The Kontact range will take your surfing with a kite to new levels apparently! With input from pro riders Sky Solbach and Dreu Beavis, Australian shaper Martin Littlewood has put his 30+ years of shaping experience and a full year of R&D into the Kontact range. From pumping Western Australia down to one-foot onshore beach breaks, these boards are designed to be pushed as hard as possible in all conditions. The concept is quite simple; create the overall look and feel of a bigger semi-gun, scaled down to around 6'0 for kiting. The result is a board that offers excellent grip and encourages you to go as fast as possible into turns and carves and gives you more confidence in pushing the next turn. Excelling in good conditions where speed and control is key, they still maintain enough direct response and snappiness for small waves. Strapped or strapless, big or small surf, the Kontact is a no compromise high-performance range of competition surfboards that will never hold you back.
TEST TEAM NOTES:
CHRIS: I like gunny boards, so I like the North. Really pulled in tail and thin rails at the back. Good construction and quality fins. The pads aren't over the top like they have been in the past, which I think is important ? they are just about right. This is a board that definitely has its roots in riding decent waves. It's really a good, big wave board.
NEAL: Fairly narrow for a 6'1 but with a lovely swept in tail to a narrow square tail, it screams speed and power turns. Last year's North was a little big and bouncy for my taste although very easy to ride, but as soon as you
see this you know it's aimed at higher-performance riding. On the water it feels instantly comfortable, although again, would have been nice to have a pad between the straps for cruising upwind with your back foot out of the strap. It actually feels quite small for a 6'1 but on a smooth face with some power it turns really nicely and you can really get it carving hard off the back foot. The narrowness does compromise its ability to deal with bumps on the wave though, with just occasional tripping on the bottom turn on messy faces. Fairly good for throwing around but I think the North's strong point is that for such a focussed big wave board it still has a wide range of performance. Even at 6'1 it was still easy to whip turns in the shore-break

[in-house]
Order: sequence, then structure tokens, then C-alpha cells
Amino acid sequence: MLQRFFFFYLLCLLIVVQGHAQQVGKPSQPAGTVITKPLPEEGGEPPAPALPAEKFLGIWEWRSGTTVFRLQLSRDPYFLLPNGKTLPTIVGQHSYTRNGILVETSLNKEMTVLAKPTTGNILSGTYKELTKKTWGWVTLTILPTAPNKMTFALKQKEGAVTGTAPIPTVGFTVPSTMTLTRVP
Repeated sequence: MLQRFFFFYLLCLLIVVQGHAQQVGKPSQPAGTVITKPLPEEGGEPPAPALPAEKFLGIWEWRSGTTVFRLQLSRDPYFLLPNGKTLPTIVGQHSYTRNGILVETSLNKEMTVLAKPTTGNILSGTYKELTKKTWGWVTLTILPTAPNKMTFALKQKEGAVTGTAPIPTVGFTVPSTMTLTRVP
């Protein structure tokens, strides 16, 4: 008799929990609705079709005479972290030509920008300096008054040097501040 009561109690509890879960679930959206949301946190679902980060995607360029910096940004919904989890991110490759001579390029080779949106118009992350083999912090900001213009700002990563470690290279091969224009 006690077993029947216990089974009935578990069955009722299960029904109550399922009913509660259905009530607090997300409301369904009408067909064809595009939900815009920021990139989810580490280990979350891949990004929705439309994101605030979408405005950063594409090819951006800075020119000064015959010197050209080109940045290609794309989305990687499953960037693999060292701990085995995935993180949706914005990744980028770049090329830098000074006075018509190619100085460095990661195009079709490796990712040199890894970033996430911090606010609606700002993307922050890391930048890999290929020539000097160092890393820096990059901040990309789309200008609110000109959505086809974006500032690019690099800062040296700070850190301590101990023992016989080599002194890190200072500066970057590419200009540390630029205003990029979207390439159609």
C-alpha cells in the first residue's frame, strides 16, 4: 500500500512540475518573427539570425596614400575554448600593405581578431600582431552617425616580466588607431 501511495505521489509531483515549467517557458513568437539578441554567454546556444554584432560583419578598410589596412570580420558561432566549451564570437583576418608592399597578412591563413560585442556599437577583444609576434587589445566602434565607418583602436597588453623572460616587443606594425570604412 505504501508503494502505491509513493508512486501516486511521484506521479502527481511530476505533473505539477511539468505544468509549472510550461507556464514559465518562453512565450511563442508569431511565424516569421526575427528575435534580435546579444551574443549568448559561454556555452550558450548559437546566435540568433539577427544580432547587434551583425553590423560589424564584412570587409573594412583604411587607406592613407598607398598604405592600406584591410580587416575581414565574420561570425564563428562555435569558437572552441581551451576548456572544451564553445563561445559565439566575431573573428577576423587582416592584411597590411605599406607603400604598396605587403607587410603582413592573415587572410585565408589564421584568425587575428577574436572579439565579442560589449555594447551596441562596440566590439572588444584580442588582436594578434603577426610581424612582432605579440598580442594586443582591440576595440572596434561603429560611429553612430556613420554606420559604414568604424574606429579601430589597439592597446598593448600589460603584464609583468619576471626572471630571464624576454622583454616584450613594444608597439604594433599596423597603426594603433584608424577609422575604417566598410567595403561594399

CHRIS: It's not the quickest board off the wave and it has moderate bounce and feels fairly stiff as you'd expect from a high-performance board. You can definitely feel the back of the board and the drive. I played on this one in waist high waves and I really like the way that it bottom turns; it really pushes you round and grips nicely. The tail section is great, almost finishing the turn for you. Top turns are snappy but some people might not like the narrowness and straight lined gunny outline as the uninitiated might find it a bit difficult to gybe and ride. Its pedigree lies in big, decent waves with really grippy, consistent and continual turns along the wave. If you live somewhere that gets solid groundswell or with a good wave height, then it would be perfect. In marginal conditions you'll want something a bit more all-round, and perhaps the smaller sizes
cater for that. I wish we had better waves here more regularly so I could justify owning one. You just know that with North you spend your money with confidence. They have a great pedigree for wave boards.
The Kontact is a big wave machine that can cope in the smaller stuff when necessary. It's less all-round than the Rocket Fish and a little bit more specialist. When the conditions call for a weapon, and you're up to it, whip out the Kontact.
Powerful and consistent turns.
KW WOULD CHANGE:
A little more all-round performance, but that would change the whole nature of the board and high-performance riders living near good waves would be cursing us for messing with their trusty wave tool.
5'8, 5'10 and 6'1.
This test is inissue #36